Hasan Patel: Seville conference
In multi-cultural Britain, reporting on issues
concerning minority communities and diversity is
something many of us at the BBC take for granted. The
role and impact of reporting on diverse communities was
brought home to me when I represented the BBC at a
recent Council of Europe conference in Seville.
Some 40 European media professionals came together with
representatives of cross-cultural organisations to share
best practices on reporting diversity and
discrimination, examining media treatment – locally in
Andalusia and across Europe.
We wanted to develop better understanding of and methods
for overcoming discrimination by using more objective
reporting. Greater interaction between mainstream and
ethnic media was a key focus.
From the outset, it was clear that the rest of Europe
views the BBC as playing a leading role in this field.
Delegates were intrigued by the way BBC Radio Leicester
creates a sense of community by taking an interest in,
and reporting on, various religious and cultural events.
The use of individuals from diverse backgrounds as
experts within a range of professional fields, including
medicine and the arts, was seen as innovative. The vast
range of contributors on our 'Thought For The Day'
segment in particular, was viewed as highly constructive
in engaging widely with audiences.
The Spanish experience was stark. Compared to the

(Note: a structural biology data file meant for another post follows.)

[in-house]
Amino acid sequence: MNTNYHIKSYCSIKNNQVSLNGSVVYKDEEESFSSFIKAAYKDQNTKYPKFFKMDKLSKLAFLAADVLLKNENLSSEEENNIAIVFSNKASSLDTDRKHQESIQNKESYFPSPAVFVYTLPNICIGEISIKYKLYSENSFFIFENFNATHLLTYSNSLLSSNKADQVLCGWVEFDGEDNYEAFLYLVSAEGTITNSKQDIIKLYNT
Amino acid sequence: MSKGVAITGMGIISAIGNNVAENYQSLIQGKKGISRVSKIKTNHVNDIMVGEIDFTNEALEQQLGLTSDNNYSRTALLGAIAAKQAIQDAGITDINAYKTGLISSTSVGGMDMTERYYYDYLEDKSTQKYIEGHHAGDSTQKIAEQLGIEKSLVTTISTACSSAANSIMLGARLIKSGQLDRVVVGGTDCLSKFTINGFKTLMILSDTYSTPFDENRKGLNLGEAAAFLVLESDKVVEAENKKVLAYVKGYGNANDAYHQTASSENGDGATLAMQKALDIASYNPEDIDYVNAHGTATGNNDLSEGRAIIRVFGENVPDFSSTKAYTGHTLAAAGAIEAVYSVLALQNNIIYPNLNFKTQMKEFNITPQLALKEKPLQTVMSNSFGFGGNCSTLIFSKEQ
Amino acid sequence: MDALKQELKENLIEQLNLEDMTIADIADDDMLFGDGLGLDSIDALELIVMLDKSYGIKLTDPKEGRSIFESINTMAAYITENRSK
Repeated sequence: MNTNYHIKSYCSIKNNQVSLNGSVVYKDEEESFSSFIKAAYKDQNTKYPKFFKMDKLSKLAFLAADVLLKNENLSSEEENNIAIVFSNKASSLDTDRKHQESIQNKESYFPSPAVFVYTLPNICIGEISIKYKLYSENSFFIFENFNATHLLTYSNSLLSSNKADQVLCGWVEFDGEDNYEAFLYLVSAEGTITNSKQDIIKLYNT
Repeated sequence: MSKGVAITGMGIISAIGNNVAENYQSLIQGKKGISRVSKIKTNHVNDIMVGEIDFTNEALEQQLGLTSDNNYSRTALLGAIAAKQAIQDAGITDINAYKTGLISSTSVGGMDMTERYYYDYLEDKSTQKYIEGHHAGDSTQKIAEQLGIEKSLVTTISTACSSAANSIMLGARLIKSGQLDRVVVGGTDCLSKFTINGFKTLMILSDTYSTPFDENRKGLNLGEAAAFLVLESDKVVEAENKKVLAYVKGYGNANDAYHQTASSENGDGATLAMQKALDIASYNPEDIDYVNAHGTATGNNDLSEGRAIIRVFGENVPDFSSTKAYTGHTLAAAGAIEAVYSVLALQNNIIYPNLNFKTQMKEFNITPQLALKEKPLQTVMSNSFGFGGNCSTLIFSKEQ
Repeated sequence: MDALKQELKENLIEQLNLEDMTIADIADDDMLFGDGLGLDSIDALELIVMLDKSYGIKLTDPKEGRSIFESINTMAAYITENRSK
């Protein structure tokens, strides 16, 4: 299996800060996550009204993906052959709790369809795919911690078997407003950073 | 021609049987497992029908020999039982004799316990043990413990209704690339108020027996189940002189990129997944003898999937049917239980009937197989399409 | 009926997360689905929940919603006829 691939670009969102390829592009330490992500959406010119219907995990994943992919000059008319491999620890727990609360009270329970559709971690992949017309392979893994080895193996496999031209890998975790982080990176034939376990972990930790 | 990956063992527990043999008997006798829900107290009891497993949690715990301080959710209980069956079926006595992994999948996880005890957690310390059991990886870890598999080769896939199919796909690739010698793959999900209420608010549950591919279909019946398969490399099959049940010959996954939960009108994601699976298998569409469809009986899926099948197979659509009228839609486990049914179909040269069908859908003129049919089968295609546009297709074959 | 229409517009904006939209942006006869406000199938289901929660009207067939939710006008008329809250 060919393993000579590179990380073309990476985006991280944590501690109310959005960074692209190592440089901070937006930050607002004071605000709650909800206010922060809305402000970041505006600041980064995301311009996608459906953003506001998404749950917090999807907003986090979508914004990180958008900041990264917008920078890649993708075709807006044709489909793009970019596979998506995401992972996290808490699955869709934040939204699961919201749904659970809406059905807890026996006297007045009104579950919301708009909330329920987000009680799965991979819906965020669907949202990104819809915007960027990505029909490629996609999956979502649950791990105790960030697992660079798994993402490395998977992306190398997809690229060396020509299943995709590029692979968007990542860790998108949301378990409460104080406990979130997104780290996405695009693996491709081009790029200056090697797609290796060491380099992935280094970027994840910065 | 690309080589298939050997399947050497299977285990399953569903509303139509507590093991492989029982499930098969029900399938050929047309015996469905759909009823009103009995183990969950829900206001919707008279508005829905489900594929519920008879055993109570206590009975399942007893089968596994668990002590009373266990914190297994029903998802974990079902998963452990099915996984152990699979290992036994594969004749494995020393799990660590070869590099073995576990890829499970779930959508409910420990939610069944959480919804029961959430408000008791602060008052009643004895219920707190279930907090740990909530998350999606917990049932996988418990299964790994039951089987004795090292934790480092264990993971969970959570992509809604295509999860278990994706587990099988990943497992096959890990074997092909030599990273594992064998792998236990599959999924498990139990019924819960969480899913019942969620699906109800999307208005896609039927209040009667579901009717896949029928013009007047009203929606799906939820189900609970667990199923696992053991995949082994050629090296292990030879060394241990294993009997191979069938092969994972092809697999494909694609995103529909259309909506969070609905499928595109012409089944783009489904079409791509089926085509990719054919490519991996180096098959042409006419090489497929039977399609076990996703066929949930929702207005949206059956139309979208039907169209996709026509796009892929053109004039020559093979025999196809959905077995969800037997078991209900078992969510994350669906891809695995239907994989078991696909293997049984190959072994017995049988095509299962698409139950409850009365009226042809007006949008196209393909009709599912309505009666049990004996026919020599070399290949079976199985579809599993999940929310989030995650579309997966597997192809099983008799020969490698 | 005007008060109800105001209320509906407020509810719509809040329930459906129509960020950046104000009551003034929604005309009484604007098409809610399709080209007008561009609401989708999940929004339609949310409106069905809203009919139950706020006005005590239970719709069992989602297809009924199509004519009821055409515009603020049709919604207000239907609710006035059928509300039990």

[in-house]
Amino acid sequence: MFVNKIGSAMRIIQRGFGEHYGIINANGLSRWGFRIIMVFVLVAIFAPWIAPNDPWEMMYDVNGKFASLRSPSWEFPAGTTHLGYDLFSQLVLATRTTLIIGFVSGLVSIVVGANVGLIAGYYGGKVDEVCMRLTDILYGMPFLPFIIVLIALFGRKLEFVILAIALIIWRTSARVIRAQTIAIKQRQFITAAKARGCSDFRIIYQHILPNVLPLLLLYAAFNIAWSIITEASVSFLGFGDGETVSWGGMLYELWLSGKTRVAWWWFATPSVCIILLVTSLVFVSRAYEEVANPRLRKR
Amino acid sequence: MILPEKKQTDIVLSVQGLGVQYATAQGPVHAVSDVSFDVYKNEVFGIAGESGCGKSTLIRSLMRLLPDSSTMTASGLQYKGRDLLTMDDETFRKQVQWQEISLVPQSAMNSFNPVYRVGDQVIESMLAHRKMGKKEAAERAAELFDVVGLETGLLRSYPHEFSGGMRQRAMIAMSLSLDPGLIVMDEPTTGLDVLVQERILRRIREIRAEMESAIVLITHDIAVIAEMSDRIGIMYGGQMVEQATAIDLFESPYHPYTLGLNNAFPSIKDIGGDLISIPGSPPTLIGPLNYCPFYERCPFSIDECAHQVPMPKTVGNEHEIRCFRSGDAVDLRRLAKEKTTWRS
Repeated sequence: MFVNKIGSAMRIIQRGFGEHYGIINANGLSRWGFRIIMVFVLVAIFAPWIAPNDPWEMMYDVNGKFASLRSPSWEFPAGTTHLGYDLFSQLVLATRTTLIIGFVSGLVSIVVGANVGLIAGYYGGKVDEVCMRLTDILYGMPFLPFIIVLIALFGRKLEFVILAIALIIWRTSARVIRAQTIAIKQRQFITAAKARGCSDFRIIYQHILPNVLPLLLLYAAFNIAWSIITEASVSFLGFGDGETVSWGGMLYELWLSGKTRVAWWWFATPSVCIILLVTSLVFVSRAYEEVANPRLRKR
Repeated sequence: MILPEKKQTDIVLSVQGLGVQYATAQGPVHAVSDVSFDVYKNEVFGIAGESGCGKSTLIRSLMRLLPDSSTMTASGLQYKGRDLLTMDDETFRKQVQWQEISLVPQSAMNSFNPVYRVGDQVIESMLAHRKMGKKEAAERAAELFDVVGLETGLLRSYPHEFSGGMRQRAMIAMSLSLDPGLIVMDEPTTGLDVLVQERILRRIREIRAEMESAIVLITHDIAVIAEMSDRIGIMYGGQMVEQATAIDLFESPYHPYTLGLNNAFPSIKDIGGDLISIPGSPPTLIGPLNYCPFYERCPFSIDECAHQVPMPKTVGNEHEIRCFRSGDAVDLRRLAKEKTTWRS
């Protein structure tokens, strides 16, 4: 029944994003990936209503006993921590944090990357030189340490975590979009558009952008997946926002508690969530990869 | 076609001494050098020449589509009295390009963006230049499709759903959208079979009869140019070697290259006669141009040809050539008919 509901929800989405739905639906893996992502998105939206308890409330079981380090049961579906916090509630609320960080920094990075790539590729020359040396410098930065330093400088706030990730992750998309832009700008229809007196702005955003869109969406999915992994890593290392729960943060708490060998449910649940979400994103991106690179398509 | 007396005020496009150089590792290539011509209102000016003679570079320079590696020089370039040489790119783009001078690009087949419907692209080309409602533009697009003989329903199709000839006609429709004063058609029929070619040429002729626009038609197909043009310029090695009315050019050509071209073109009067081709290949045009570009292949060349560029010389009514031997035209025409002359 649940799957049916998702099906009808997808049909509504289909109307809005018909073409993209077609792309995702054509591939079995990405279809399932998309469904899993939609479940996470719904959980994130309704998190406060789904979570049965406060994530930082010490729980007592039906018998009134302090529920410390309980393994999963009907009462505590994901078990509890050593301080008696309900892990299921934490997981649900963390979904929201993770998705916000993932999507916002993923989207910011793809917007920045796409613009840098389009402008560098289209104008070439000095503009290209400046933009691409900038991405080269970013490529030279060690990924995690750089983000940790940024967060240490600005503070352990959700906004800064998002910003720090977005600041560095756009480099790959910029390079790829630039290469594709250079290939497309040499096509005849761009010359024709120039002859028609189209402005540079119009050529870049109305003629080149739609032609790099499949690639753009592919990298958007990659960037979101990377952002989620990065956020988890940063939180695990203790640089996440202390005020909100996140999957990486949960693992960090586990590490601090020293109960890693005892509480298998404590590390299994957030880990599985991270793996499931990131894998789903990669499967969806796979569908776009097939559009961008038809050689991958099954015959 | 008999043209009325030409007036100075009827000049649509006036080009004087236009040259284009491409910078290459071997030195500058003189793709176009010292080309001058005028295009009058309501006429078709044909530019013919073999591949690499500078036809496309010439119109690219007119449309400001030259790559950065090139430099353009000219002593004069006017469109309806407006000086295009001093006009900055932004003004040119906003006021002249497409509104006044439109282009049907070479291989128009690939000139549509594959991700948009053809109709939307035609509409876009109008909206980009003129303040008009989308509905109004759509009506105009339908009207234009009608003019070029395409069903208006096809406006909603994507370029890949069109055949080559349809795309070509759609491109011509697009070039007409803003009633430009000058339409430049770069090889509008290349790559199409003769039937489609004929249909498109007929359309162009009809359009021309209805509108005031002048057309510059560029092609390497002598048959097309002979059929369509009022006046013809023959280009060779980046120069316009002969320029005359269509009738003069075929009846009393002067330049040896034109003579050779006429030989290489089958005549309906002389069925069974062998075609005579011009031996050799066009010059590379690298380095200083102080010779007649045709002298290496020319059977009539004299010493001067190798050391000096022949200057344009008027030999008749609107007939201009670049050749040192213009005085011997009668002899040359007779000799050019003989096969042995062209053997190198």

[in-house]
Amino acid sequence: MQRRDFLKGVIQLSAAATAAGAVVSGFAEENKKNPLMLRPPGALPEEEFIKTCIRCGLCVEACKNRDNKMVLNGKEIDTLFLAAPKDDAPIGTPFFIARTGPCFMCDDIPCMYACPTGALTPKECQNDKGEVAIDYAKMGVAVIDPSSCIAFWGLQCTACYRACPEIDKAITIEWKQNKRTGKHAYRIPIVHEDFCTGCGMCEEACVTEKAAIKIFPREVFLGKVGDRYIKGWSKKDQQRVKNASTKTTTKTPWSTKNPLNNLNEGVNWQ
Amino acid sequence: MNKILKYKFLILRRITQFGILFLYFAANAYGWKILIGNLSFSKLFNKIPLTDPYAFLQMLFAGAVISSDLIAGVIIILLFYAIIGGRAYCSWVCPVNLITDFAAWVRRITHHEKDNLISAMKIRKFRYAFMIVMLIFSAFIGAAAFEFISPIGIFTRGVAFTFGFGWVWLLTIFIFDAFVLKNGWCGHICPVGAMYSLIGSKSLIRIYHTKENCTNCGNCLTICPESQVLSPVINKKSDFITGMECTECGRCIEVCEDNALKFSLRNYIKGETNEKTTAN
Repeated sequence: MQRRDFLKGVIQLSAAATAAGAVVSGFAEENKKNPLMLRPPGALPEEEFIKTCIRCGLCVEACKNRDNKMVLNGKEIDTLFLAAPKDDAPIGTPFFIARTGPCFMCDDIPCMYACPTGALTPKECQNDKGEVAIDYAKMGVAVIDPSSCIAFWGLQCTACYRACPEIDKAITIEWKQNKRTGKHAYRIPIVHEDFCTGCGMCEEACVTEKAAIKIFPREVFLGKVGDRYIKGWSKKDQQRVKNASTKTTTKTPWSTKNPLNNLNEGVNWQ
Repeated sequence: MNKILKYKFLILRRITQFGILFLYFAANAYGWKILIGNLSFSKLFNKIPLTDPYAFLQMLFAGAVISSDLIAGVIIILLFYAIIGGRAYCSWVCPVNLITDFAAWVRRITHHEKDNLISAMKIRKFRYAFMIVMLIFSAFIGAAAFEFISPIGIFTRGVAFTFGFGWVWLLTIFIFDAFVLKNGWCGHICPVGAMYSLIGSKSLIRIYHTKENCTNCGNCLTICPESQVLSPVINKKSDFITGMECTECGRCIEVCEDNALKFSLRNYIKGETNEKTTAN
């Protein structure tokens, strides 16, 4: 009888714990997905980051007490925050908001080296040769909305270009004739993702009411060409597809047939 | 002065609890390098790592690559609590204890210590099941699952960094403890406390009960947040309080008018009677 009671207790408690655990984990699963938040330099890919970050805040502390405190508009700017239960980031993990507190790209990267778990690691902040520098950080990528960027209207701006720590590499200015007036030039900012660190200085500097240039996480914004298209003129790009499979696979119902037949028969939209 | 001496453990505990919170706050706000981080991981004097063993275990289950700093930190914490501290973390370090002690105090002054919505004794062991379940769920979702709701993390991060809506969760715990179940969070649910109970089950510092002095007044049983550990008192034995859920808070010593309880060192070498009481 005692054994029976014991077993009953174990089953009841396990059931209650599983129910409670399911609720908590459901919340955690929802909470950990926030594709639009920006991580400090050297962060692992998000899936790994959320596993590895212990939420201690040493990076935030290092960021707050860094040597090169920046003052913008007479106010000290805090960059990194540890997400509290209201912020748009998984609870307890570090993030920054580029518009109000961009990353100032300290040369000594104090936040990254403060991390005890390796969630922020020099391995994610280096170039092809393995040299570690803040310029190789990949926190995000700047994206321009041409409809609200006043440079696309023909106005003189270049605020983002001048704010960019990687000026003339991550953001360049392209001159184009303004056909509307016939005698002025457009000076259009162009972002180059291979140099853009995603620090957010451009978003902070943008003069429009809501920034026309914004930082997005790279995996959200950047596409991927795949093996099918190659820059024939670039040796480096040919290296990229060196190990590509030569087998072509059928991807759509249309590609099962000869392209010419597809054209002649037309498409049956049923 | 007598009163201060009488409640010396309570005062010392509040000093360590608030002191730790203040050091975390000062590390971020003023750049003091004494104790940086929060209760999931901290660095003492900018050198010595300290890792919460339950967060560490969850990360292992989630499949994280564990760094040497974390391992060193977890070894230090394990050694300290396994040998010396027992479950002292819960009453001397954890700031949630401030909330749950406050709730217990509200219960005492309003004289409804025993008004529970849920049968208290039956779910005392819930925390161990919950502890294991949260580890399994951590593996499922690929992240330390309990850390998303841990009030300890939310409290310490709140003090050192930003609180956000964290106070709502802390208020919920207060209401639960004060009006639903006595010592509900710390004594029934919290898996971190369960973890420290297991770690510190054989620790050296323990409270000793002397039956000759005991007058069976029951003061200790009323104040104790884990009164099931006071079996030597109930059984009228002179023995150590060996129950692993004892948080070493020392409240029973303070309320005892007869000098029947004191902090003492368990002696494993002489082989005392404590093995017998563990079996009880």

diversity you find in BBC output, Spanish regional tv
and radio dedicates only three percent of air time to
reports on minority communities – all of it, negative
There was a unanimous feeling that the media within
Europe needs to enhance its understanding of different
communities, requiring engagement at all levels.
I made a start by producing a radio report in Seville
with a Spanish counterpart, asking young Moroccans on
the streets basic questions about their views on
identity, faith, loyalty and nationhood. Ours and
others’ responses were presented back to the conference,
and our findings were that the same debates are taking
place within minority communities across Europe.
The consensus was that the role of the media should be
to facilitate these debates by using diverse
contributors rather than looking at the subject with
myopic vision. On the streets of Seville, I used my
experiences with BBC Radio Leicester and our engagement
here with Asian youngsters. We do not just focus on the
fundamentals of identity and belonging, but widen our
approach to include issues which we know are important
to young people, like sport and entertainment.
The greatest challenge remained engaging with
communities and using their experiences to depict
positive stories – involving minorities in ‘non-ethnic’
reports. One of the biggest hurdles for reporters in
Europe to overcome is the media’s close association of
third generation sons and daughters of immigrants with
current waves of immigrants.
The BBC hasn’t got everything right in reflecting
diversity and should not be complacent, but it has a
good deal to offer Europe in terms of guidance on
practical approaches that reap benefits.